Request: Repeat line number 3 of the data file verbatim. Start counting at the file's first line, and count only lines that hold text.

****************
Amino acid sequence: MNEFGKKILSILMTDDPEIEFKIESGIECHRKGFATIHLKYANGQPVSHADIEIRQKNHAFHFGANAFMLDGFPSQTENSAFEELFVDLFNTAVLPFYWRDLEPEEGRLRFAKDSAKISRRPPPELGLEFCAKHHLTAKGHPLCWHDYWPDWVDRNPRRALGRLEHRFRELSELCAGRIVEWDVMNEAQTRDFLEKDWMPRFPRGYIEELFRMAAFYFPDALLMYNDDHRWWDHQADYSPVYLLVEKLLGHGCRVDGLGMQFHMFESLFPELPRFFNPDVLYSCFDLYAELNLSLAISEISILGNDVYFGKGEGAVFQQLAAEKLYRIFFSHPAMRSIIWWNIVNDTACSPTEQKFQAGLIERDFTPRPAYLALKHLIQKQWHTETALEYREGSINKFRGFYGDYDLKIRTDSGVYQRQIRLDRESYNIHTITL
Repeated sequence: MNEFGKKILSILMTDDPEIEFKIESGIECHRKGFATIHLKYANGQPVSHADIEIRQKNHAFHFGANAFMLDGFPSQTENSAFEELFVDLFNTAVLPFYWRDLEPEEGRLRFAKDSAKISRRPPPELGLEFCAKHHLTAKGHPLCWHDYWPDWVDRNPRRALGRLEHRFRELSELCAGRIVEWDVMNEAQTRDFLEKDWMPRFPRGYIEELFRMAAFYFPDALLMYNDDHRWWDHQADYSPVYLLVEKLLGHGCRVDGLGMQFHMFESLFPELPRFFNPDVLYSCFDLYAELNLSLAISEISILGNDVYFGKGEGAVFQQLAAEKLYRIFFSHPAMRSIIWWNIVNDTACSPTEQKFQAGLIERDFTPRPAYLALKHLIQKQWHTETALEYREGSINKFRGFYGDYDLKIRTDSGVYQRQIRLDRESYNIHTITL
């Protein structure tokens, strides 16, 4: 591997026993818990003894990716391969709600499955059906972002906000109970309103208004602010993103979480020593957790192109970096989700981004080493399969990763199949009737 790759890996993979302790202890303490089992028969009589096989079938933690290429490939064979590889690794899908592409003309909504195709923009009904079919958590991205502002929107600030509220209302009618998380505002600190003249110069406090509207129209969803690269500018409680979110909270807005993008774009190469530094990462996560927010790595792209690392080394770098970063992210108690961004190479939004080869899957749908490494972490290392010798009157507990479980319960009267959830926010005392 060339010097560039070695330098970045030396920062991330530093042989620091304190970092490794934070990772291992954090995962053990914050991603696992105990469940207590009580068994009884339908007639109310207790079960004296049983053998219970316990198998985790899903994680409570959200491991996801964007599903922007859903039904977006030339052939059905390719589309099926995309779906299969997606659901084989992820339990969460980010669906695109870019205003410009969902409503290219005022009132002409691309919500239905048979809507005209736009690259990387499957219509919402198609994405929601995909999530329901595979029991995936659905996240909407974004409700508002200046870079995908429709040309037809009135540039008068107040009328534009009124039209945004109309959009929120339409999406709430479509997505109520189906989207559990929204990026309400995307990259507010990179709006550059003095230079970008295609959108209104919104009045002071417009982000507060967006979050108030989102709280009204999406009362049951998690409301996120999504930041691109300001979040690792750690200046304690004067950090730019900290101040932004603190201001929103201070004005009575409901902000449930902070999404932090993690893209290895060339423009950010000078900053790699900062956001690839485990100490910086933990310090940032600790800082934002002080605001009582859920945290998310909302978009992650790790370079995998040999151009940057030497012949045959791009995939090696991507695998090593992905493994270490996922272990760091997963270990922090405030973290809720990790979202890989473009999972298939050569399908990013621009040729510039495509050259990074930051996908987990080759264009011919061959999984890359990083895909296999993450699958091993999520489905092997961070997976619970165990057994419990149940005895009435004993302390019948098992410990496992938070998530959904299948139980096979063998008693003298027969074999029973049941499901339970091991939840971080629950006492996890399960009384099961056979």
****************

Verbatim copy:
């Protein structure tokens, strides 16, 4: 591997026993818990003894990716391969709600499955059906972002906000109970309103208004602010993103979480020593957790192109970096989700981004080493399969990763199949009737 790759890996993979302790202890303490089992028969009589096989079938933690290429490939064979590889690794899908592409003309909504195709923009009904079919958590991205502002929107600030509220209302009618998380505002600190003249110069406090509207129209969803690269500018409680979110909270807005993008774009190469530094990462996560927010790595792209690392080394770098970063992210108690961004190479939004080869899957749908490494972490290392010798009157507990479980319960009267959830926010005392 060339010097560039070695330098970045030396920062991330530093042989620091304190970092490794934070990772291992954090995962053990914050991603696992105990469940207590009580068994009884339908007639109310207790079960004296049983053998219970316990198998985790899903994680409570959200491991996801964007599903922007859903039904977006030339052939059905390719589309099926995309779906299969997606659901084989992820339990969460980010669906695109870019205003410009969902409503290219005022009132002409691309919500239905048979809507005209736009690259990387499957219509919402198609994405929601995909999530329901595979029991995936659905996240909407974004409700508002200046870079995908429709040309037809009135540039008068107040009328534009009124039209945004109309959009929120339409999406709430479509997505109520189906989207559990929204990026309400995307990259507010990179709006550059003095230079970008295609959108209104919104009045002071417009982000507060967006979050108030989102709280009204999406009362049951998690409301996120999504930041691109300001979040690792750690200046304690004067950090730019900290101040932004603190201001929103201070004005009575409901902000449930902070999404932090993690893209290895060339423009950010000078900053790699900062956001690839485990100490910086933990310090940032600790800082934002002080605001009582859920945290998310909302978009992650790790370079995998040999151009940057030497012949045959791009995939090696991507695998090593992905493994270490996922272990760091997963270990922090405030973290809720990790979202890989473009999972298939050569399908990013621009040729510039495509050259990074930051996908987990080759264009011919061959999984890359990083895909296999993450699958091993999520489905092997961070997976619970165990057994419990149940005895009435004993302390019948098992410990496992938070998530959904299948139980096979063998008693003298027969074999029973049941499901339970091991939840971080629950006492996890399960009384099961056979």